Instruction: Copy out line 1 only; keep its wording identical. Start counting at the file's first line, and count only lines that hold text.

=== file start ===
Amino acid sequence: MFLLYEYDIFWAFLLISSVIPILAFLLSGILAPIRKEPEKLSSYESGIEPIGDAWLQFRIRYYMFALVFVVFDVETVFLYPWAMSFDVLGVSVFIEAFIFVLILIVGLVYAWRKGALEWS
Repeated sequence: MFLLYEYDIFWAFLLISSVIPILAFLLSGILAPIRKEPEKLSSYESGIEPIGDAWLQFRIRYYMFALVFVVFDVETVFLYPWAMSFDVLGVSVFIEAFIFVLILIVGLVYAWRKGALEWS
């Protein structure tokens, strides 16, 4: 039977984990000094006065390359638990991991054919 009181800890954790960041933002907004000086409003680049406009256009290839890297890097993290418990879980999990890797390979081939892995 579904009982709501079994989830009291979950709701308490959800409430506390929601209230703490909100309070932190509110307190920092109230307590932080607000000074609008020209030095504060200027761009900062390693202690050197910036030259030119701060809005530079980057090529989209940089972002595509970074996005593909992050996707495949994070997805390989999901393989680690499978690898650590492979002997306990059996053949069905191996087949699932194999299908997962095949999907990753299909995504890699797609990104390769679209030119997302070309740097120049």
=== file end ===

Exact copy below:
Amino acid sequence: MFLLYEYDIFWAFLLISSVIPILAFLLSGILAPIRKEPEKLSSYESGIEPIGDAWLQFRIRYYMFALVFVVFDVETVFLYPWAMSFDVLGVSVFIEAFIFVLILIVGLVYAWRKGALEWS